An Indiana University-Purdue University Indianapolis research center is receiving a $405,450 award from the Indiana Criminal Justice Institute to study and help improve the effectiveness of state-funded criminal justice initiatives.
The ICJI gave the award to the Center for Criminal Justice Research at IUPUI, according to a news release issued July 7.
Set-up as a two-year project, the CCJR will examine criminal justice efforts financed by 10 state funding streams and compare those to what is happening nationwide, then identify what works the best for Indiana and how it might be improved.
Designed as the state’s planning agency for criminal and juvenile justice, the ICJI is turning to the academic research center to synthesize the most current information both statewide and nationally and make sure Indiana is making the best data-driven decisions when distributing funds and establishing policies.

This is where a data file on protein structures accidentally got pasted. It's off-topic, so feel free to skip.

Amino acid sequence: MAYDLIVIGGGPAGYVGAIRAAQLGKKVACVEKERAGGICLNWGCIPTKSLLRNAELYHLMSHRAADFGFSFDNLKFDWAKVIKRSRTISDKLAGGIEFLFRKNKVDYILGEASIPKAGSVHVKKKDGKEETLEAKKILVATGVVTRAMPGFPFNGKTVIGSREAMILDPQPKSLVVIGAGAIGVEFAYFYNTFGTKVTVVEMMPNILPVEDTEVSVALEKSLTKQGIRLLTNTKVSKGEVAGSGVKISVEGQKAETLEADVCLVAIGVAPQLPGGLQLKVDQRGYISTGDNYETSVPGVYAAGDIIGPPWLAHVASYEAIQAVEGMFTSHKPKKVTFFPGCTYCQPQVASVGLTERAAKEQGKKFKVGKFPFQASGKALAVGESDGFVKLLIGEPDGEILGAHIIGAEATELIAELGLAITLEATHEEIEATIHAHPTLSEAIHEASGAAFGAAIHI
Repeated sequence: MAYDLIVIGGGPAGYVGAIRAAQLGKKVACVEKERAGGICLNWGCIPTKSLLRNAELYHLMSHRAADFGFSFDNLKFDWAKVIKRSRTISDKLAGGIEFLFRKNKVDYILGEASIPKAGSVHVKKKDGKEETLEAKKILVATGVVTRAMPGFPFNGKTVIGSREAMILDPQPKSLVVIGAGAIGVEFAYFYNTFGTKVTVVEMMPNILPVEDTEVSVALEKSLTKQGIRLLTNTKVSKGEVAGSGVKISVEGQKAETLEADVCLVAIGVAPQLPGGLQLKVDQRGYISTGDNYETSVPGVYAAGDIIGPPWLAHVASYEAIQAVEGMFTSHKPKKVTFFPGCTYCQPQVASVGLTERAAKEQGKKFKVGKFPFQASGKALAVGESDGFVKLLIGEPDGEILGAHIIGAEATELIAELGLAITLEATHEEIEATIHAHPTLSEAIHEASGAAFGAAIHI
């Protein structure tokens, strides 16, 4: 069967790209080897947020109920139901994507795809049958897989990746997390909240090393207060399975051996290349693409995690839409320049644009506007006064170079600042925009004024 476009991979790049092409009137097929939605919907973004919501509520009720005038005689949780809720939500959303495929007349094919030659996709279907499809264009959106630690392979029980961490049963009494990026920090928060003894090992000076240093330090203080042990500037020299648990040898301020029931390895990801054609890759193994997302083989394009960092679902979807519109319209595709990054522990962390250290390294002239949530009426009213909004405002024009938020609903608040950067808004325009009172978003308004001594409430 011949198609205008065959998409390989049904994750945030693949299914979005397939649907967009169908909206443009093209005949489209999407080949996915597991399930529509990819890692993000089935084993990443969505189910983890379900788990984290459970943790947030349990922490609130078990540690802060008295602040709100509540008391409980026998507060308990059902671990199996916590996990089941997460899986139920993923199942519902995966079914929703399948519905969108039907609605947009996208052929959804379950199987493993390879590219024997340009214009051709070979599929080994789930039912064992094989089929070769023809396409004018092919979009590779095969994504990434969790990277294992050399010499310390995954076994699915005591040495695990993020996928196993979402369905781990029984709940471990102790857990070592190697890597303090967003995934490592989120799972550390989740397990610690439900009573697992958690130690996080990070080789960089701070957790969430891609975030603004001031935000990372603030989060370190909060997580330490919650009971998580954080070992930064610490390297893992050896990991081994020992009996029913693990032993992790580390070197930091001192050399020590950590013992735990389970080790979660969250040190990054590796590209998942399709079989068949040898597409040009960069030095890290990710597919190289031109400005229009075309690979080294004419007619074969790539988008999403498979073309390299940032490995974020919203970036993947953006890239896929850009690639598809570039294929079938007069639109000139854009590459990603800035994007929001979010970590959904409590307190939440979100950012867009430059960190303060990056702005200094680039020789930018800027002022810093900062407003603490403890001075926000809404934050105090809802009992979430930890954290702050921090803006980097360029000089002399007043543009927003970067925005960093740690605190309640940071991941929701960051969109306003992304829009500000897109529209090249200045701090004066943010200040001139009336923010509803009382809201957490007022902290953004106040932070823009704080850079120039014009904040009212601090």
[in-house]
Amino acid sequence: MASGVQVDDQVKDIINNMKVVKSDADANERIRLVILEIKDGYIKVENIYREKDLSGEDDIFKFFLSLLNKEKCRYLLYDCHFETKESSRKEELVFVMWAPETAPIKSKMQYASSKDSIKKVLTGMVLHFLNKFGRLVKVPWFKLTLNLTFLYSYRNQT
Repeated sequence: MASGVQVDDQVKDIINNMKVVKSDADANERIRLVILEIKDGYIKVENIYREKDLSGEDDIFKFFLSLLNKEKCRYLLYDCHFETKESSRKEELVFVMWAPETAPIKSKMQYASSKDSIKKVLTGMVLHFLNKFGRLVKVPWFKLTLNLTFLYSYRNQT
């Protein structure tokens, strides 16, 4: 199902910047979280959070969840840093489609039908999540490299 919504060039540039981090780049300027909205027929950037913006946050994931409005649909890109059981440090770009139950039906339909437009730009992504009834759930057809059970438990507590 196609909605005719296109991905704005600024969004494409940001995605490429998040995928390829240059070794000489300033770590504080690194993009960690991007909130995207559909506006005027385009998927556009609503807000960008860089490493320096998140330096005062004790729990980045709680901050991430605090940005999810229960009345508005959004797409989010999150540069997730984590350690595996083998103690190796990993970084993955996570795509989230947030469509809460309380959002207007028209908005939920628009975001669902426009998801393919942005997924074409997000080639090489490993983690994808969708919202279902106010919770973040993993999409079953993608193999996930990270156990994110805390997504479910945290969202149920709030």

The first stage will identify those types of programs that have proven to be the most effective. In the second stage, the project will catalog existing criminal justice data to help make criminal justice decisions for the state. A key component of this second stage will be to identify gaps in available data that limit the state’s ability to make evidence-based criminal justice decisions.
Some of the types of initiatives that will be studied include police activities to determine if they are effective at preventing crime, substance abuse treatment programs, victims’ services, and various alternatives in the juvenile justice system.
“The goal is to help ensure the state’s allocation of criminal justice dollars is sound and based on cutting-edge research,” said Thomas D. Stucky, principal investigator and director of criminal justice and public safety programs at IUPUI’s School of Public and Environmental Affairs, where the center is housed. “When this project is complete, the state of Indiana will better understand how to distribute its criminal justice dollars most effectively.”